She was second in the Grade III Sweetest Chant Stakes at Gulfstream before finishing seventh in the Grade 3 Florida Oaks over the Tampa Bay Downs greensward in her most recent start.
"I talked to Bravo yesterday, we talked about the race, and I just said she just needs to get a better trip than she got last time with some speed to run at," winning trainer Mike Stidham said. "He gave her a perfect inside trip, got her out turning for home and she made her kick that we know she's got. It was sweet."
In Saturday's third stakes event, odds-on favorite Network Effect found running room along the rail early in the stretch drive of the $100,000 Big Drama Stakes, shot through and pulled away, winning by 2 lengths.
Noble Drama made a dramatic, last-to-first move to take a late lead, but only could salvage second after Network Effect sailed by. Last Judgment was third. Network Effect, a 4-year-old colt by Mark Valeski, ran 7 furlongs on a fast track in 1:21.79 with Ortiz riding.
"I had horse the whole time," Ortiz said. "At the three-eighths pole I asked him a little bit and he jumped on the heels of the horse on front of me, so I said, 'Let me just leave him here,' and I knew when something opened he was going to be there for me."
Sunday's Grade 1 Tenno Sho (Spring) is run at 2 miles and the defending champion, Fierement, needed every step of that distance to get a repeat victory. He also added a bit to the distance, circling most of the field turning for home.
With Christophe Lemaire up, the 5-year-old son of Deep Impact raced well back through the first mile over the Kyoto Racecourse turf, edged a little closer during the second run down the backstretch and was making his move through the final turn.
In the final 200 meters, pacesetting Kiseki had enough and began fading, leaving the lead for long shot Stiffelio, who looked to have a major upset in the bag. But Fierement found just enough, ranging up on his outside to put his nose on the wire first. Mikki Swallow finished third as Fierement finished in 3:16.5 over firm turf.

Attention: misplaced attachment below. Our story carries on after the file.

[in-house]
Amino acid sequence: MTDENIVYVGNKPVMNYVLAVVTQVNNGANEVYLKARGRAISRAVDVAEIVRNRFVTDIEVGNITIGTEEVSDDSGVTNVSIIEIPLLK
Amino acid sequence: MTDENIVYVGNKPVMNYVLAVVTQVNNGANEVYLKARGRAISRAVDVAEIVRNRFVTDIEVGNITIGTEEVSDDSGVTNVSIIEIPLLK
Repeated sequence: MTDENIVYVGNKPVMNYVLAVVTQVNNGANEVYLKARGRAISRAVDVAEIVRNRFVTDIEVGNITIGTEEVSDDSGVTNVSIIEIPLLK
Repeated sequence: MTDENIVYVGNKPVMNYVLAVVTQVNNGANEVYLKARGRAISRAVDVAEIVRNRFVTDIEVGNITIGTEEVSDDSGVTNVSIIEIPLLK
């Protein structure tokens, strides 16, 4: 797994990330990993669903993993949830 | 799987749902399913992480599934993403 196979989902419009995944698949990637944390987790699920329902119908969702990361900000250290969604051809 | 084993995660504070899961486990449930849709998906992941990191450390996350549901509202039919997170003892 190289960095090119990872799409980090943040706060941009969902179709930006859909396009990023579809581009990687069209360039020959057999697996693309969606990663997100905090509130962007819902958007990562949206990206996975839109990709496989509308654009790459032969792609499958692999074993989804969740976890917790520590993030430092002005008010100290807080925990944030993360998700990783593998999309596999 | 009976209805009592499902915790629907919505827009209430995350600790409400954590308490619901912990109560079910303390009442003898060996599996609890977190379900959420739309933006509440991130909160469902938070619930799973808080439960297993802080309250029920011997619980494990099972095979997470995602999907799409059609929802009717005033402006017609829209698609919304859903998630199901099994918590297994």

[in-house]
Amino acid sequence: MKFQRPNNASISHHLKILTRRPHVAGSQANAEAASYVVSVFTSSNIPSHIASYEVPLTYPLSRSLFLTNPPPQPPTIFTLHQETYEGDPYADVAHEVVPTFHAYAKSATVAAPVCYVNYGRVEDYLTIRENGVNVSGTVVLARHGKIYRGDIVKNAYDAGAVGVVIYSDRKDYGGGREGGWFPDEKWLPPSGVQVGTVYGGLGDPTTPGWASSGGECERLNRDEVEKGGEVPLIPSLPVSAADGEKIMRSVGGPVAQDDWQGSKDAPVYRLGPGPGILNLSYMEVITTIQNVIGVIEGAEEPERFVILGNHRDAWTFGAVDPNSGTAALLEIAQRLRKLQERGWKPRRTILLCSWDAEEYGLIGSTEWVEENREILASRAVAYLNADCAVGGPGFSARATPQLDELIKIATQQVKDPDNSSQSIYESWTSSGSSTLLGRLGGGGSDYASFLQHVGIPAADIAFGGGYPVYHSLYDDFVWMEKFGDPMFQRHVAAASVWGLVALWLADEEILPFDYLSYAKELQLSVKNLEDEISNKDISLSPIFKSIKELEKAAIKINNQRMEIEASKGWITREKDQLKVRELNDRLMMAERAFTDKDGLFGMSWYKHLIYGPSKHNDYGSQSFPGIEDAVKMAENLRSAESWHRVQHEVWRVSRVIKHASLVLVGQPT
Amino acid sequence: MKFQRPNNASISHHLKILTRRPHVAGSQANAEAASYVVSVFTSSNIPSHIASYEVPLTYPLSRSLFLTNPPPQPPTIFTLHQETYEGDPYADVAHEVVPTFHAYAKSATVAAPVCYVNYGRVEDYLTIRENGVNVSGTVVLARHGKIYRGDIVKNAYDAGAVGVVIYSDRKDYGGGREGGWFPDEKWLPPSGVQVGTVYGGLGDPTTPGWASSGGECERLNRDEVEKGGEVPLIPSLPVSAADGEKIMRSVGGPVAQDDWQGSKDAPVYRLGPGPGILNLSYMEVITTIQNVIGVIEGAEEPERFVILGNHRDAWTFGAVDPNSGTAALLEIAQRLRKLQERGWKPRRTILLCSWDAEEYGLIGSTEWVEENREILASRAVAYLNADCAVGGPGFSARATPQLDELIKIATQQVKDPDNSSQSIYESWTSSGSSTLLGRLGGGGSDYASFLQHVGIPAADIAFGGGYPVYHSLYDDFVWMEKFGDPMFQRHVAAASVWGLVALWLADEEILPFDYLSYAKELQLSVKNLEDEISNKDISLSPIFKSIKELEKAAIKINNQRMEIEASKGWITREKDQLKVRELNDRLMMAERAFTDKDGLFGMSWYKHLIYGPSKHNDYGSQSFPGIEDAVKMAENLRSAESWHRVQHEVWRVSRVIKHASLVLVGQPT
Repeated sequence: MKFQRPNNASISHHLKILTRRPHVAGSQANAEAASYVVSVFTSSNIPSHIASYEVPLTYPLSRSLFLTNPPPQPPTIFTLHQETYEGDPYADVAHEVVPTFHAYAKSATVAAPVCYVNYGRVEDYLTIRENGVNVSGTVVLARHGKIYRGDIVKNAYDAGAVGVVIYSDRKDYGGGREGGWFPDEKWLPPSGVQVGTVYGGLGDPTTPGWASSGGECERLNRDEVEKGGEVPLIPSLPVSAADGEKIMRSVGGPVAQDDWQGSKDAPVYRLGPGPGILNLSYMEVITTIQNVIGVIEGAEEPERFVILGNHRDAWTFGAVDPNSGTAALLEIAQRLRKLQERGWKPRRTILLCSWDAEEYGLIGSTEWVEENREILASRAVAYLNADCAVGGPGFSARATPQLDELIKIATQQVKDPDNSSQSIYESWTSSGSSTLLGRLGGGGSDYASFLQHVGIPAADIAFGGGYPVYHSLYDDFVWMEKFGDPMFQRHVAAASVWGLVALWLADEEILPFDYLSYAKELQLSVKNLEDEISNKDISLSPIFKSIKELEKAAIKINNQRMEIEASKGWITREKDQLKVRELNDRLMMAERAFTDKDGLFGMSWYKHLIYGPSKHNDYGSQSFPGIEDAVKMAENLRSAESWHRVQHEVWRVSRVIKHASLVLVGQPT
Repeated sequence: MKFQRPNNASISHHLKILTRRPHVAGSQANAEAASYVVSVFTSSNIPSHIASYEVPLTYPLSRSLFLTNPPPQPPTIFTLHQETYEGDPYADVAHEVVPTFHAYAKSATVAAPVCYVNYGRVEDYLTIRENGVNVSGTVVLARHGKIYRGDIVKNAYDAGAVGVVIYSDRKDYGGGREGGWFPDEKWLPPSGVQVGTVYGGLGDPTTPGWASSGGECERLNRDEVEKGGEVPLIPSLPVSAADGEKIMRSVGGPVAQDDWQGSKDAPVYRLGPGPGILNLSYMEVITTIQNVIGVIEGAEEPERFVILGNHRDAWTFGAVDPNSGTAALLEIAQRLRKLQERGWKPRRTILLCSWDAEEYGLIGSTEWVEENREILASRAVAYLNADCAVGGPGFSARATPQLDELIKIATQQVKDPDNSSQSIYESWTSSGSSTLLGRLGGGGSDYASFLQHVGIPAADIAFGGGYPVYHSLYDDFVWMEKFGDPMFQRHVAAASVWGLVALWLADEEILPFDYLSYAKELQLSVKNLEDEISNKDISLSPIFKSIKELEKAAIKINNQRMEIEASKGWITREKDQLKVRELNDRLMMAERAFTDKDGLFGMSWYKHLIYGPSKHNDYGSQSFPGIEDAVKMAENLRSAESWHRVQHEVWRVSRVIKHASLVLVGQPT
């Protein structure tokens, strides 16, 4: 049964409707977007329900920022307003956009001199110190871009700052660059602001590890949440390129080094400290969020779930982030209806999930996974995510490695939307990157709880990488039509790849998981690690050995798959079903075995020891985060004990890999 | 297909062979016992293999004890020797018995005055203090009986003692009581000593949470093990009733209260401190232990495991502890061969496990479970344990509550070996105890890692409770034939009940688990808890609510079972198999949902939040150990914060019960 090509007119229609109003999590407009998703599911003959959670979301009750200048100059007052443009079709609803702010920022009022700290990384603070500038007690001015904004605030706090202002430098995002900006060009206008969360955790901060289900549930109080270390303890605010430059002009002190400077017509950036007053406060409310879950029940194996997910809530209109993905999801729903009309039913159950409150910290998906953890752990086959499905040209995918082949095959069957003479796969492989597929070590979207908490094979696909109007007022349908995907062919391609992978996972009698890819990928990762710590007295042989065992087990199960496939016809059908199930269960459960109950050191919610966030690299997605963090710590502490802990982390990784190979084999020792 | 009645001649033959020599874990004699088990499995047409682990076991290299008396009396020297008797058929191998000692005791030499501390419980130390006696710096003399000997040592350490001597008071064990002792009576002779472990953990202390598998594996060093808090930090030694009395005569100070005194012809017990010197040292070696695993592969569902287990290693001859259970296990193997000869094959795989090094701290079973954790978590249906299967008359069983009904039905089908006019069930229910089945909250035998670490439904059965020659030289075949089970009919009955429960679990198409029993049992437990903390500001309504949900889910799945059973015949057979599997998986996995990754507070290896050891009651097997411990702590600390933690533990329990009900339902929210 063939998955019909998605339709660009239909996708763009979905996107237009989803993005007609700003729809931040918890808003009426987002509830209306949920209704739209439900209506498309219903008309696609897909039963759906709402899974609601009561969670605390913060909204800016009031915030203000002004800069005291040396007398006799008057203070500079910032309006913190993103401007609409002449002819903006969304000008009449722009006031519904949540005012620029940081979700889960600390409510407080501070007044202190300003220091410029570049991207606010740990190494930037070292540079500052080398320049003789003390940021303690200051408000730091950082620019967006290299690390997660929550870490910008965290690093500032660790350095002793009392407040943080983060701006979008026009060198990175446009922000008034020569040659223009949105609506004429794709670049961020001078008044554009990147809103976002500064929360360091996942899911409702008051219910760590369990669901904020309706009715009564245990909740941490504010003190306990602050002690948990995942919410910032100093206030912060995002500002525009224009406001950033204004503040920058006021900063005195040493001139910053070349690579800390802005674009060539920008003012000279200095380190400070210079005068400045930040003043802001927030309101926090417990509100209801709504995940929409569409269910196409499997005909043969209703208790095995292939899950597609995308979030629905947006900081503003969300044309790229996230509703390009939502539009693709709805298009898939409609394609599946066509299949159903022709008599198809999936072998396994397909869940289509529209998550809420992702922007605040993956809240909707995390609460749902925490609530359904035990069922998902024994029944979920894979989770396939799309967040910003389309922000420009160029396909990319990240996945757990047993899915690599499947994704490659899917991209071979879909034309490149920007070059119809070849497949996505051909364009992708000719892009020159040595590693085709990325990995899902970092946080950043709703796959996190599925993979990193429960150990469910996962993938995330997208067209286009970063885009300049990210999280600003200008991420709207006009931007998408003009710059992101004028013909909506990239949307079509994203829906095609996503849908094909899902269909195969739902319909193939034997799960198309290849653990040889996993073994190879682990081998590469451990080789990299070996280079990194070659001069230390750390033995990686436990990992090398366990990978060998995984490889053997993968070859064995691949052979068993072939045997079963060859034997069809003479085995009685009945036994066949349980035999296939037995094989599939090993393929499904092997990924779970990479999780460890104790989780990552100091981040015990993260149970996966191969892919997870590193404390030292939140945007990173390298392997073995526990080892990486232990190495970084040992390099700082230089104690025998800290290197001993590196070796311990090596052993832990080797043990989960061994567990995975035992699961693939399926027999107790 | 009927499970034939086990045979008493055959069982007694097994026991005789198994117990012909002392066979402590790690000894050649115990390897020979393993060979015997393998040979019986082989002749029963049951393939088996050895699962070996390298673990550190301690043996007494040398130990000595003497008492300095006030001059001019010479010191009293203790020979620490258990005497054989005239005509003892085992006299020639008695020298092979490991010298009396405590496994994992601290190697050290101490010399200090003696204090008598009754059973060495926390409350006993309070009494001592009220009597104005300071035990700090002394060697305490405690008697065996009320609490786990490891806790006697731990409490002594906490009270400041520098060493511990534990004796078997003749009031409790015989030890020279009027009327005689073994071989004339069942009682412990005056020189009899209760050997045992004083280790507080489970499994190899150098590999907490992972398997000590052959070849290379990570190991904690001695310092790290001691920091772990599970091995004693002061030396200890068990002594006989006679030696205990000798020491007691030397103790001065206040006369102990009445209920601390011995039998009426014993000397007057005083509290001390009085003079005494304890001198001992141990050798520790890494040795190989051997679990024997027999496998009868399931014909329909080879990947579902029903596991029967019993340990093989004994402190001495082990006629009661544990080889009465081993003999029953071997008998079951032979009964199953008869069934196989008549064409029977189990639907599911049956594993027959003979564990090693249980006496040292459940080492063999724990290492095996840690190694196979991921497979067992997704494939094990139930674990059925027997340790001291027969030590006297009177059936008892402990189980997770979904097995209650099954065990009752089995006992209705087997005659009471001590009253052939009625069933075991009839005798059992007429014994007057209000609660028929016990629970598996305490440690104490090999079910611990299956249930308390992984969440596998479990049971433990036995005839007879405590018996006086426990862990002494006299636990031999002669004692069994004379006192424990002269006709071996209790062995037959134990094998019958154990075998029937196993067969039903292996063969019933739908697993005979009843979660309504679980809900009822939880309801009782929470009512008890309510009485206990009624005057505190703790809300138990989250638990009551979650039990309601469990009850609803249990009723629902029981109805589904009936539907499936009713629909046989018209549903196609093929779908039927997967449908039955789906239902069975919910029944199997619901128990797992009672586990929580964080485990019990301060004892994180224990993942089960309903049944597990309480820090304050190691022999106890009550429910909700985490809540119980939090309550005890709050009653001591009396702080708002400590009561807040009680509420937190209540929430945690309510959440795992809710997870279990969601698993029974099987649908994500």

"The pace was ideal and I was almost sure it would be an easy win for us," Lemaire said. "But he wasn't focused at times, so as it turned out we had to fight hard to the line. But in spite of the long distance and the wide draw, he was unhurried earlier in the race and had the strength left to charge home the way he did. Everything went well.
"I'm thankful to the fans rooting for us at home. I look forward to seeing them in the stands very soon," Lemaire added, referring to the eerie sight of empty Japanese grandstands thanks to coronavirus protocols.
Fierement did not start as a 2-year-old, then made four starts in 2018 and five last year, returning from a 12th place finish in the Qatar Prix de l'Arc de Triomphe to finish fourth in the Grade 1 Arima Kinen on Dec 22.
Trainer Takahisa Tezuka said before the Tenno Sho the break had helped Fierement recover from his overseas exertions.
"He's completely refreshed after last year's Arima Kinen, and he's just how I think he should be going into this race," Tezuka said.
The only remaining Group 1 event on this season's Hong Kong schedule is the Standard Chartered Champions & Chater Cup on May 24, the second top-level staying race of the year after the Longines Hong Kong Vase. Normally, these 1 1/2-miles events draw significant international competition as Hong Kong's horse population is not exactly stuffed with stayers.
That situation was on full display Sunday in the Grade 3 Queen Mother Memorial Cup as only five faced the starter.
It turned into an exciting race, though. Chefano, one of four from the John Moore barn, set a leisurely early pace. He was joined at the end of the backstretch run by Eagle Way and the favorite, Helene Leadingstar. That trio raced side by side around the turn.
Chefano, with Matthew Chadwick in the kip, put away those two rivals with 250 meters left and carried on nicely, winning by 2 1/4 lengths. Savvy Nine and Helene Charisma picked up the pieces to finish second and third.
"I said he'd stay all day," Moore said of Chefano. "He's by a sire, Silvano, who went over a mile and a half and he was off a light weight, so from that point of view I had no worries about getting the distance."
Silvano won the Grade I Queen Elizabeth II Cup at Sha Tin in 2001 and went on to take the Grade I Arlington Million five months later. He has produced a slew of stakes winners in South Africa, where Chefano was bred and started his racing career.
Moore said all four of his Sunday runners will be considered for the Champions & Chater Cup. But, with travel restrictions effectively barring foreign entries, the way seems clear for Exultant, Hong Kong's pre-eminent stayer, to dominate the domestic rivals and build his case for Horse of the Year honors.